Peter Bergman RIP
For some reason, the death of Peter Bergman hit me harder than I thought. Perhaps it was because ideas of mortality were rattling around in my head as we had attended the memorial service of a person we knew who died unexpectedly and was just a few years older than I am.
Or perhaps it was just another reminder that someone who played a prominent role in my youth was gone.
What Bergman's death means is there will never again be a Firesign Theater production that features the entire cast. Perhaps there never would have been another recording or video or tour, but now the possibility of any of that has been determined.
Explaining the impact of The Firesign Theater on me is like talking about the impact of the Marx Brothers or Monty Python. For me, each of these comedy groups had an anti-establishment tone and attitude – very appealing to me – and a certainly density of material. I can watch the films all three of these groups produced over and over. They never fail to entertain.
Of the three, The Firesigners had the least amount of mainstream media attention. They were truly an underground act with just enough success to keep them in the marketplace for 40 years. They were also the ones who produced the work that truly demanded your engagement.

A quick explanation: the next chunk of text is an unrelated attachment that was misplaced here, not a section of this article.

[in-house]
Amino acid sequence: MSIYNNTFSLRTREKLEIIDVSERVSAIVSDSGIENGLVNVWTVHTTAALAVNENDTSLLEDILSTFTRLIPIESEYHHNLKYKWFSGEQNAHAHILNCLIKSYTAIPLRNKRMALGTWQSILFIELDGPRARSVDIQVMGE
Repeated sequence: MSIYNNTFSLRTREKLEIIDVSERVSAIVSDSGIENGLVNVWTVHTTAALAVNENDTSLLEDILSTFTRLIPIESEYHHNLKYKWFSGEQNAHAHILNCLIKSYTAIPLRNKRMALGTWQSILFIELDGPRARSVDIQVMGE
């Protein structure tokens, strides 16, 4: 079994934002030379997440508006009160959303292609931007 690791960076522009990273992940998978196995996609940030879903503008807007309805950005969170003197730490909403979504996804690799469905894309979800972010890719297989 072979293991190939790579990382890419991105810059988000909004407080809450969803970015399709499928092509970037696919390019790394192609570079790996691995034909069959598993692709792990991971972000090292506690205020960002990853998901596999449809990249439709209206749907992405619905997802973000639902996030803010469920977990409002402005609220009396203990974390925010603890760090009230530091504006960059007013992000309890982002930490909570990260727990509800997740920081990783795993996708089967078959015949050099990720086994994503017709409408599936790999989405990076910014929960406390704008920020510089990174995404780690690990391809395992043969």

I've been trying to remember when I first heard them and recalled being at a high school party where their first album was played. I didn't get it, but then again I'm sure my attention was focused on whatever girls were there. In college and beyond is when my interest in them really flowered.
One of the true privileges of being a journalist is being able to find reasons to interview people whose work you love. The Firesigners were no exception. I pursued them whenever I could.
I had the pleasure of interviewing Peter Bergman and Phil Proctor 1986 when "Eat or be Eaten" first came out. I'm looking for both the recording of the interview and the printed version to post here. The amazing thing about that discussion was how the Firesigners were working on a very early CD video game based on the TV special and subsequent album.
I attended a performance of their 25th anniversary tour and it was a great evening. I met the guys in person afterwards and David Ossman said he recognized my name from a publication to which we were both contributors. That made my night.
In 2001, I interviewed David Ossman with the DVD release of "Weirdly Cool." Great guy and a fun discussion with me flying my not-so-inner fanboy proudly.
In Nov. 2002, I interviewed Peter Bergman and Phil Proctor again on the release of "J Men Forever," their delirious re-dubbing and editing of Republic serials into a rock and rock reefer comedy. When the film was first released in 1979, I went the theater twice where it was playing as I was so amazed by it. The DVD is one of the my standard "go to" discs when I need a laugh.
I wonder who will replace them – a group who is funny and smart, willing to do challenging material, but not above a cheap laugh as well. The Kids in the Hall come closest, but they don;t have the multi-media edge that made The Firesign Theater what is was.
Here is a great and little seen Firesign bit that was broadcast as part of the syndicated show "A Night at the Improv." Enjoy and thank you Peter Bergman.